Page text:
Objects to online pornography in the library

To the Editor:

As a grateful patron of the lovely Santa Monica Library, I was shocked to look up from my computer screen in Computer Commons and discover that I was inadvertently able to see very clearly what was on the screen of another personís computer. What I saw was pornography.

If, by definition pornography ìdepicts erotic behavior designed to cause sexual excitement,î what relevant value does it have in a public library used by adults and children?

I have since witnessed pornography being viewed by quite a few patrons on an almost daily basis. Although there are ìprivacy screensî on the computers, they do not effectively do what they purport when one is directly lined up with the computer, even if at a distance.

I was glad to hear, after several conversations with the head librarian, that there will now be the possibility that adults supervising children may be able to use computers in the childrenís section while supervising their children. However, this in itself does not solve the problem as other young people may use the ìadult areaî computers without supervision and are thus subjected to the viewing of pornography on the screens of others.

When I raised my concern to the library staff, I was told that ìSanta Monica Public Library adheres to the American Library Associationís policy, which ësupports the right of individuals to choose library materials for themselves,í including those in electronic formats.

ìAs with all other library materials, childrenís access to and use of the Internet is the sole responsibility of the childís parent or legal guardian. The Internet may provide access to information, content and services some of which parents may feel is inappropriate or objectionable for their own children. The library and its staff cannot censor access to materials or prevent users from encountering materials on the Internet that they may find offensive,î states a sign posted in the libraryís computer area.

I do not feel that it is the libraryís obligation or responsibility to provide adult, sexually explicit information for its patrons. Why should it?

I believe that allowing pornographic material in the public library is a reflection of the lower order of society, not something to strive toward and certainly not something the public library should consider a benefit to society. It affects children, young adults and society at large in that it objectifies and dehumanizes its subjects.

We are always confronted with challenges and thus we may evolve. Desensitization to lack of human dignity and value does not make for a healthy society. Accomplishing the online filtering out of pornography might be a bit of a challenge but that shouldnít be a rationale to consider it acceptable.

It is time long overdue to step up to our responsibility of contributing to the well being of our young people by providing information which contributes to the teaching of healthy relationships. It is time to move forward with heart presence so that we are appropriate and inspiring role models.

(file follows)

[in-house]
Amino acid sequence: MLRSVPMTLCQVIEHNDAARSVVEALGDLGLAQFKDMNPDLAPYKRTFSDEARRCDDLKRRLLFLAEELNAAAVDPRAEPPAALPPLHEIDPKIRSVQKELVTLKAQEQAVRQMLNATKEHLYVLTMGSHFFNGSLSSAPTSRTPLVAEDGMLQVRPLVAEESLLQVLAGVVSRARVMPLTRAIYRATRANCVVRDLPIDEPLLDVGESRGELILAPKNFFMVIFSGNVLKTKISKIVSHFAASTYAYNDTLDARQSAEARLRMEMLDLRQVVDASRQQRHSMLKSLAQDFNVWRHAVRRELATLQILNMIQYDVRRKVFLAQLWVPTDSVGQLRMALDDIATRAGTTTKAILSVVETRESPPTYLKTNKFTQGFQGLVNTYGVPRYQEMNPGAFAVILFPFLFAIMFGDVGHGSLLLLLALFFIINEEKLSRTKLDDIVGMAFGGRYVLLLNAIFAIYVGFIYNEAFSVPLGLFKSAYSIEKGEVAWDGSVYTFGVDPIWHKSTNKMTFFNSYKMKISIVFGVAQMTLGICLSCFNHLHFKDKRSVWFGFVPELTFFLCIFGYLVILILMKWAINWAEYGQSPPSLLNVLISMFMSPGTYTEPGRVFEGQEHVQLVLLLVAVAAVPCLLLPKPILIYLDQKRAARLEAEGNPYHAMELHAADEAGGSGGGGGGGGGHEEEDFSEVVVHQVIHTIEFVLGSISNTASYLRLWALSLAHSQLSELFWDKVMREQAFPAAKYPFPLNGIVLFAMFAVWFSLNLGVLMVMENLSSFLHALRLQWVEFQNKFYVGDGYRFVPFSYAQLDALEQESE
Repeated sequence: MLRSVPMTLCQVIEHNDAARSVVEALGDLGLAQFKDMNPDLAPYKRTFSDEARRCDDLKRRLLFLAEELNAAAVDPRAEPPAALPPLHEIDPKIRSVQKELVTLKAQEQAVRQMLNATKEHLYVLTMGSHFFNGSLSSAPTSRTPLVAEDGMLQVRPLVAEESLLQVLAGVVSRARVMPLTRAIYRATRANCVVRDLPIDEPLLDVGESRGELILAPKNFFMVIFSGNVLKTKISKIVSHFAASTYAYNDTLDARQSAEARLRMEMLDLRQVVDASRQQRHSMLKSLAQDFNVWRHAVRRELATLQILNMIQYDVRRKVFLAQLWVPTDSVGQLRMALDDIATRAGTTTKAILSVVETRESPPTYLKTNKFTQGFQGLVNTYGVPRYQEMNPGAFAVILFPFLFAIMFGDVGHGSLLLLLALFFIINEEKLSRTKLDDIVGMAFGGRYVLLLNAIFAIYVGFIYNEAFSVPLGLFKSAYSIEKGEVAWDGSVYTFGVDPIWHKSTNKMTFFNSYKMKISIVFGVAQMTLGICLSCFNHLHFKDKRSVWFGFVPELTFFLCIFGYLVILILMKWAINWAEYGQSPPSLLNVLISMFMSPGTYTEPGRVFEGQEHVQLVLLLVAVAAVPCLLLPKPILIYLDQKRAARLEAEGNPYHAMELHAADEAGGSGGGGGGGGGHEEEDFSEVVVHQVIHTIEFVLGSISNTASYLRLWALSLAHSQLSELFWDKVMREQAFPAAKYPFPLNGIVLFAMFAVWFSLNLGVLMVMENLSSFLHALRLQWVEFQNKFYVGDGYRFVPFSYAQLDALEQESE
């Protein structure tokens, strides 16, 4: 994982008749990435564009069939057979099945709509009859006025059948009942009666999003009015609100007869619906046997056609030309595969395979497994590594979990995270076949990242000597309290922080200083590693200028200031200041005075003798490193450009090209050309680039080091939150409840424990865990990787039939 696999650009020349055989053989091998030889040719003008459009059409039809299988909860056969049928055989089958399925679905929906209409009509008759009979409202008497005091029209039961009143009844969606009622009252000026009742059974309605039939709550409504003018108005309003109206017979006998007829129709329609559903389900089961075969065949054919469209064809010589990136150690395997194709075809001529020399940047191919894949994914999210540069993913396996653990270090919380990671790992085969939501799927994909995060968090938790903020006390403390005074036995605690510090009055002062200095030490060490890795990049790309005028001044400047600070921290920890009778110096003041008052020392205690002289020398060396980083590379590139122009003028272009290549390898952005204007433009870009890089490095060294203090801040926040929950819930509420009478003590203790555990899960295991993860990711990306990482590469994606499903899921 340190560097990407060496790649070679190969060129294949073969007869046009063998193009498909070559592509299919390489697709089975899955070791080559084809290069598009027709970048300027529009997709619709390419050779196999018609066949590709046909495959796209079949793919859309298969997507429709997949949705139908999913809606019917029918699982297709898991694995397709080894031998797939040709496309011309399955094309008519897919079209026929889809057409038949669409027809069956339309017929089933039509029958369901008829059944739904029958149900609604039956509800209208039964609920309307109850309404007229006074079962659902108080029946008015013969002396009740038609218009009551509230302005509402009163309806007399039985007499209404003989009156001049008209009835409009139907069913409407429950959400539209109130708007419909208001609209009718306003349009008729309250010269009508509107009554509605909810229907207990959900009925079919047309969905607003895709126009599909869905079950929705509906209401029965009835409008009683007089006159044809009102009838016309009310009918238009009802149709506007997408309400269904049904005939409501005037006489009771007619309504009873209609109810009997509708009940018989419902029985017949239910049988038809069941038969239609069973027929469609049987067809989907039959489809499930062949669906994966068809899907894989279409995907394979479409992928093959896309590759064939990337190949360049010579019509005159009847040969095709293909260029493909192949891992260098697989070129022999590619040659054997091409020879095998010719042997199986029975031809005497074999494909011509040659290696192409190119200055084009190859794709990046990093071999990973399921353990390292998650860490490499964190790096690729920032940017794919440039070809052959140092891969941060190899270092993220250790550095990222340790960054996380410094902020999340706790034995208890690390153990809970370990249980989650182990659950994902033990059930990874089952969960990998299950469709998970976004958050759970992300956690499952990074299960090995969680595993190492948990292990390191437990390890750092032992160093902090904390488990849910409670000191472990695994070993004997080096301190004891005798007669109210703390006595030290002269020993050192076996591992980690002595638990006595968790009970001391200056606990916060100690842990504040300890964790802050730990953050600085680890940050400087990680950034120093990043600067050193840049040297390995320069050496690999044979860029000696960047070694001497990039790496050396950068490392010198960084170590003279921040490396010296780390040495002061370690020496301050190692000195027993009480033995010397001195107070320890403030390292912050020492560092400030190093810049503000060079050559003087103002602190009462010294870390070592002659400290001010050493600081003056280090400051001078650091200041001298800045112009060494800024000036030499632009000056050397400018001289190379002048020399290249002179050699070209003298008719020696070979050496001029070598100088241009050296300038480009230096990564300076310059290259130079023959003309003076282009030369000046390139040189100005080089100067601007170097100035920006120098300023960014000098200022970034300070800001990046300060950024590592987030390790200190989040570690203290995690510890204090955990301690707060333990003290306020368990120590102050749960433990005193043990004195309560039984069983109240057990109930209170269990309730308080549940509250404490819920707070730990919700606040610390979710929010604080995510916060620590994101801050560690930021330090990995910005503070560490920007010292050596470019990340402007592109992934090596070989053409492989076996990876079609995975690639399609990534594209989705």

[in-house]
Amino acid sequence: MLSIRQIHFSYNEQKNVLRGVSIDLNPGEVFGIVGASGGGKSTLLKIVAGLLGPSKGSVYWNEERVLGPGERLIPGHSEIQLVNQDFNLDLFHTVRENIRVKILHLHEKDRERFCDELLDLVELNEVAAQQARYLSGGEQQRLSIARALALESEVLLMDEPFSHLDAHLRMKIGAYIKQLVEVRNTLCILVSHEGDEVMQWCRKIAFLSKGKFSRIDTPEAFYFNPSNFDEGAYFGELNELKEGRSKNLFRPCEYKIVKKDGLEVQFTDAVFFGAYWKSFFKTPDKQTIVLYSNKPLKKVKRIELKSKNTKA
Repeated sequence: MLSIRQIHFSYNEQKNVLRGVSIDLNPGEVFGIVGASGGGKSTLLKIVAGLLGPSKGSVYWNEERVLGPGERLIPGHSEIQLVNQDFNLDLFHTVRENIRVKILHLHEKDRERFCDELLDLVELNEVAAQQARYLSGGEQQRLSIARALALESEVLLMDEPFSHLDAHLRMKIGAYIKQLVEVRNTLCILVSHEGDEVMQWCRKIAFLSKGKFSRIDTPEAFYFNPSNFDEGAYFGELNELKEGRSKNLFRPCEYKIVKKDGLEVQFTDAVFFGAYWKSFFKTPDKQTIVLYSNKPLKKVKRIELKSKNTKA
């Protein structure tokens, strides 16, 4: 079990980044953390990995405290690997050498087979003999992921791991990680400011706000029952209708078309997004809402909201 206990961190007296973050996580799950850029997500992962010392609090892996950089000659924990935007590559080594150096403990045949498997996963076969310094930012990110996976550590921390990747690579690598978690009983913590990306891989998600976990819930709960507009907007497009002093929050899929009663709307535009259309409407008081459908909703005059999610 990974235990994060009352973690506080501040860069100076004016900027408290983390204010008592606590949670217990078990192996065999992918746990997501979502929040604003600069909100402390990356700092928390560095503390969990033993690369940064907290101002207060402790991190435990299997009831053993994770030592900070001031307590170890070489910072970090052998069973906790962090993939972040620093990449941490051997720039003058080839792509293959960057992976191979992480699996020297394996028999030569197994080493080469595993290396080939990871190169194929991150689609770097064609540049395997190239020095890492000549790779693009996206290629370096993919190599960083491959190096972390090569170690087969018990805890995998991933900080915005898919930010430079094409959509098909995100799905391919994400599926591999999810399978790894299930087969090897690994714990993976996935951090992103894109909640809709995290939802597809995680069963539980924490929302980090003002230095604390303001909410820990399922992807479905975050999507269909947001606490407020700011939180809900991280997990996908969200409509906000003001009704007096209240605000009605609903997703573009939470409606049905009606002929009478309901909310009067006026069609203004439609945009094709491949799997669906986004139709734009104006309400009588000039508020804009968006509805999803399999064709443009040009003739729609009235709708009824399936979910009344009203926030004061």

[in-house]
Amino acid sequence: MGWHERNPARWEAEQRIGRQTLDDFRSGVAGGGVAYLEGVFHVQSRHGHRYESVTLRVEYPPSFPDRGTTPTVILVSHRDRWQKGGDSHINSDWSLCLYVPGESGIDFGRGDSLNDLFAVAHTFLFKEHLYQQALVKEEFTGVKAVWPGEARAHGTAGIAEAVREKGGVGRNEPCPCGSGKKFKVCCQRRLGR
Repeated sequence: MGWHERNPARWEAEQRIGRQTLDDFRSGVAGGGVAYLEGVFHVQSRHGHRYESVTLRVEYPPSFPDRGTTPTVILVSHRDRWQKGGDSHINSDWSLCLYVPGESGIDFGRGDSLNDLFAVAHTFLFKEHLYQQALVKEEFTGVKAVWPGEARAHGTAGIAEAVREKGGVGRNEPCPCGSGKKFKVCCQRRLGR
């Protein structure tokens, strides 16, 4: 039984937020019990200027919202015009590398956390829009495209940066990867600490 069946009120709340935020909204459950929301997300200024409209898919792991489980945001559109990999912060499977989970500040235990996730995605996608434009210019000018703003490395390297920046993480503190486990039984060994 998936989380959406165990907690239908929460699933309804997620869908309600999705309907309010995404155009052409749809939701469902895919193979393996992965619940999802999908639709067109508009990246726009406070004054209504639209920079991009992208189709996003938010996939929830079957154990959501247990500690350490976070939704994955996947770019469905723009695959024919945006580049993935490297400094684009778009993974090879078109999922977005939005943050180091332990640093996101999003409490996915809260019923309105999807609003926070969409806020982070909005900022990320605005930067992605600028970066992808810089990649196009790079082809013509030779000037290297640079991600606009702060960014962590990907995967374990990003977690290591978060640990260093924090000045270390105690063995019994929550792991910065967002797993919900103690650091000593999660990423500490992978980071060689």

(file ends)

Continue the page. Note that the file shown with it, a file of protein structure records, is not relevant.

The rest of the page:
Jo Kranitz, Santa Monica

Pomeranian killed by pit bull

To the Editor:

My small Pomeranian Chelsea was killed by a large out-of-control pit bull Friday, March 6th. Four adults tried to help my defenseless dog, but we were unable to do so due to the pit bullís strength and size.

This heart-breaking incident happened at Pier 44 dry dock storage parking lot at Bali Way and Mindanao Way in Marina del Rey. This area is now unsafe for small children, animals and bicycle riders.

S.C. Westmoreland, Marina del Rey

Asks developer, ëwhen is enough, enough?í

To the Editor:

Iím responding to the letter, ìA developerís point of viewî in March 12th edition of The Argonaut.

As far as ìcritical need for development,î letís see ñ we have Playa Vista, Howard Hughes bluffs, apartments on Manchester and Pershing. I think weíve done pretty well over the last ten years.

My grandchildren and I have enjoyed swinging and playing at the Del Rey Lagoon for years. We walk and count the birds. We see egrets, heron, ducks, geese, seagulls and ìsandî birds. We donít even have to go to the zoo.

Those ìnoisy geese and other foulî are in the original wetlands. We havenít always had the flood channel.

Whatís wrong with open space and breathing room? When is enough, enough?

Nancy McAnany

30-year Playa del Rey resident

Supports Argonaut and its advertisers

To the Editor:

The Argonaut is one of the important reasons for living in Marina del Rey. It keeps life open and inviting for us all. Speaking personally, my wife and I will always support The Argonaut and its advertisers!

We respect many things about this paper, including its open-mindedness about political matters and office seekers.

Founder David Johnson, whom I met, would be pleased and proud of todayís Argonaut. May it continue to prosper.

Julian Myers,

Marina del Rey